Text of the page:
Scenes of destruction across the South looked eerily similar in many areas.
In North Carolina, rooftops were ripped off stores, trees were plucked from the ground and scores of homes were damaged, Hoell said.
At one point, more than 250,000 people went without power in North Carolina before emergency utility crews began repairing downed lines. But scattered outages were expected to linger at least until Monday.
Among areas hit by power outages was Raleigh, a bustling city of more than 400,000 people where some of the bigger downtown thoroughfares were blocked by fallen trees early Sunday.
Police and rescue crews began conducting house-to-house searches later Saturday at a mobile home park in north Raleigh, where the storm snapped some trees in half, ripped others out of the ground and tossed some trailers from one side of a street to the other.
In Sanford, about 40 miles southwest of Raleigh, a busy shopping district was pummeled by the storms, with some businesses losing rooftops in what observers described as a ferocious tornado. The Lowe’s Home Improvement Center in Sanford looked flattened, with jagged beams and wobbly siding sticking up from the pancaked entrance. Cars in the parking lot were flipped by the winds.
“It’s very, very bad here,” said Monica Elliott, who works at the nearby Brick City Grill. “We saw a tornado that just rode up over the restaurant.”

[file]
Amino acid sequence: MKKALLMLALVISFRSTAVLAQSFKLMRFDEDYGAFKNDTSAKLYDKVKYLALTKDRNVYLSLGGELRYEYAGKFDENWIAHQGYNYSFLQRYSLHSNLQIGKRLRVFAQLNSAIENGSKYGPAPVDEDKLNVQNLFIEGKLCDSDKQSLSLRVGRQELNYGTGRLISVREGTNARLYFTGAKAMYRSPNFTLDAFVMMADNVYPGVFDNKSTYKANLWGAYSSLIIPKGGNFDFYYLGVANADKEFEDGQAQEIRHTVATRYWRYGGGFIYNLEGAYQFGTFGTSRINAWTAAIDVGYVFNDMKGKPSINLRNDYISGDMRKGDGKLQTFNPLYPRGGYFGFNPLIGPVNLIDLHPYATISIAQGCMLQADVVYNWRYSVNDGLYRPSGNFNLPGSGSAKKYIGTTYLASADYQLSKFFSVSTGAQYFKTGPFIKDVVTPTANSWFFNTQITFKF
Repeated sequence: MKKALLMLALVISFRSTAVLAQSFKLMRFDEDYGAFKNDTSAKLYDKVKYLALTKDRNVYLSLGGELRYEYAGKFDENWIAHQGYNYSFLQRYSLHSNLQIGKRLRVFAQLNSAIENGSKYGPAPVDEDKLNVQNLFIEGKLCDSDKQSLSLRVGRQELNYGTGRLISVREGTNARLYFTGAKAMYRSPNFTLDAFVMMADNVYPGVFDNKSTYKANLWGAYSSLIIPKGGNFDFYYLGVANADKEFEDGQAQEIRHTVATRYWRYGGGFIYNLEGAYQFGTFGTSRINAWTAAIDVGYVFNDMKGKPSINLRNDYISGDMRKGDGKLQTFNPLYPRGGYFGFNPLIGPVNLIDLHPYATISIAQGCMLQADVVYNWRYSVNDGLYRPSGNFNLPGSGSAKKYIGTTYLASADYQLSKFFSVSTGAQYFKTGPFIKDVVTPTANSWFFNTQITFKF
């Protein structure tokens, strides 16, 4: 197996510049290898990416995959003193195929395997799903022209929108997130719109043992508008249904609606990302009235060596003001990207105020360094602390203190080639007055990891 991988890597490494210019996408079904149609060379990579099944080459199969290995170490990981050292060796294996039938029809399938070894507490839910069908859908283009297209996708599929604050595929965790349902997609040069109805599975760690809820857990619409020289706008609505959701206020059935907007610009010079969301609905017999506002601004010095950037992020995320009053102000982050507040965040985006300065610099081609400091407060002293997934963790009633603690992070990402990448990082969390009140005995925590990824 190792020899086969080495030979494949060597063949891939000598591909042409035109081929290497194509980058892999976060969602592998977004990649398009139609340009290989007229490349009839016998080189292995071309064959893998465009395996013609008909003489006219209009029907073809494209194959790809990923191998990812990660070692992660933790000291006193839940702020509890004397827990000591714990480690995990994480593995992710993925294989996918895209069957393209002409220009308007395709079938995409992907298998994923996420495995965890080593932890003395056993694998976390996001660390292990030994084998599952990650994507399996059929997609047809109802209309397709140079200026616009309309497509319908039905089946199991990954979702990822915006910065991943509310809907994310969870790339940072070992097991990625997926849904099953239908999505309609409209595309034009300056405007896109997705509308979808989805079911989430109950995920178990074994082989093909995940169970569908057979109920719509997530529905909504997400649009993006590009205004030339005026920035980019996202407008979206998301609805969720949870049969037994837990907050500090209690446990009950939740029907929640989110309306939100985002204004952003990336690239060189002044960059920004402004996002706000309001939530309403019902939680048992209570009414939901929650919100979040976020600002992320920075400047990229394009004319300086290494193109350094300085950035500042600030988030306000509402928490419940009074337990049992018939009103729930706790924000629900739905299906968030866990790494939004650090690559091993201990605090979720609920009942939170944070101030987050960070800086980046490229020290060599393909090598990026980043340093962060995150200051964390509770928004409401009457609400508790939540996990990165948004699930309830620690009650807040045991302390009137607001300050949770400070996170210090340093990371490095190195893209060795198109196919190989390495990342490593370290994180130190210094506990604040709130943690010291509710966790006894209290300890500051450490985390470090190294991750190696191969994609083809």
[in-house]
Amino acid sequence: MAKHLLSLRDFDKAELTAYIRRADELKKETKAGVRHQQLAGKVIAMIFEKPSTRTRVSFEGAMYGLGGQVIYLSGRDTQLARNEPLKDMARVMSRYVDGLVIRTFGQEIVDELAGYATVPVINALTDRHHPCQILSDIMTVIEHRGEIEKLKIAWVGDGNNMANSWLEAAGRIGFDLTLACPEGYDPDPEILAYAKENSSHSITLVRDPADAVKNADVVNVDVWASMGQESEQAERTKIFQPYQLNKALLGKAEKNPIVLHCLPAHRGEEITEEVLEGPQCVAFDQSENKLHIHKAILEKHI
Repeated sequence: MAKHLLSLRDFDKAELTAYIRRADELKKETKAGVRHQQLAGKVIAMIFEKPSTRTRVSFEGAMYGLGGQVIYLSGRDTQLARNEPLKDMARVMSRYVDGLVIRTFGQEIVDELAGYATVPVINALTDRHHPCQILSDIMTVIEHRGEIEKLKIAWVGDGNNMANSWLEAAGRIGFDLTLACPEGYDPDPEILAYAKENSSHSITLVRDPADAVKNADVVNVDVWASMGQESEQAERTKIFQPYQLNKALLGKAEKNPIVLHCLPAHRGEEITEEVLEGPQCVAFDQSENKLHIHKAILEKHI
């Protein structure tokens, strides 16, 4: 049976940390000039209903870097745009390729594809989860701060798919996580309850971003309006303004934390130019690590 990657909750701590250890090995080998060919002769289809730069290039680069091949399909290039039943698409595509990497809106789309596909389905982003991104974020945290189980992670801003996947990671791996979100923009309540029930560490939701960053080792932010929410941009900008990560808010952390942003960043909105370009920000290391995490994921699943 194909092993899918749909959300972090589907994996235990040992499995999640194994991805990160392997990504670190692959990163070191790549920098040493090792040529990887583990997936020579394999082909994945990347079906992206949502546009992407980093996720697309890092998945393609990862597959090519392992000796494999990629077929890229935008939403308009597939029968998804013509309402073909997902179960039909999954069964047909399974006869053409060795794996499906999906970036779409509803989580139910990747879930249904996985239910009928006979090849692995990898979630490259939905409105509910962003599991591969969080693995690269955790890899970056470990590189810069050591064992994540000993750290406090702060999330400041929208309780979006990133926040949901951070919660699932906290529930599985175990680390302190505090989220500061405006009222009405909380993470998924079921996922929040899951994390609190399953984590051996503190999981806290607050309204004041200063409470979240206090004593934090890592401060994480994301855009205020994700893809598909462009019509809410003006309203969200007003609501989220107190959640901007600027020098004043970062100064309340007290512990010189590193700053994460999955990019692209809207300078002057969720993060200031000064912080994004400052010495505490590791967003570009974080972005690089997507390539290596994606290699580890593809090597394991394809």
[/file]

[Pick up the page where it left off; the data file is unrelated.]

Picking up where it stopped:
Remarkably, no one was seriously injured at the Lowe’s, thanks to a quick-thinking manager who herded more than 100 people into a back area with no windows to shatter.
“It was really just a bad scene,” said Jeff Blocker, Lowe’s regional vice president for eastern North Carolina. “You’re just amazed that no one was injured.”
Cindy Hall, a Red Cross volunteer and outreach minister at First Baptist Church in Sanford, said dozens of homes in the area were damaged.
“It wiped out our St. Andrews neighborhood, which includes about 30 homes,” she said.
To the west, hikers stranded by flash floods had to be rescued.
In Virginia, Department of Emergency Management spokesman Bob Spieldenner, said an apparent tornado ploughed through communities of Gloucester County, destroying or damaging homes, uprooting trees in a quiet farming and fishing region along the Chesapeake Bay.
“I know it was a pretty long path,” he said of the reported tornado. “They estimated it was 12 to 14 miles” based on 911 emergency calls.
Authorities said at least three deaths had been confirmed in Gloucester County and at least 60 were injured, most with minor injuries. Spieldenner said one person was killed when a vehicle ran into flash flooding near Waynesboro. Another person was missing and a third rescued.
He reported homes and mobile homes damaged and destroyed in a series of other Virginia counties and flash flooding west of Charlottesville that prompted water rescues — including four people rescued unhurt from a car that had plunged into deep water flowing over a street.
Associated Press writers Page Ivey in Columbia, S.C., Jackie Quinn in Washington, D.C., and Jeff Martin and Jacob Jordan in Atlanta contributed to this report.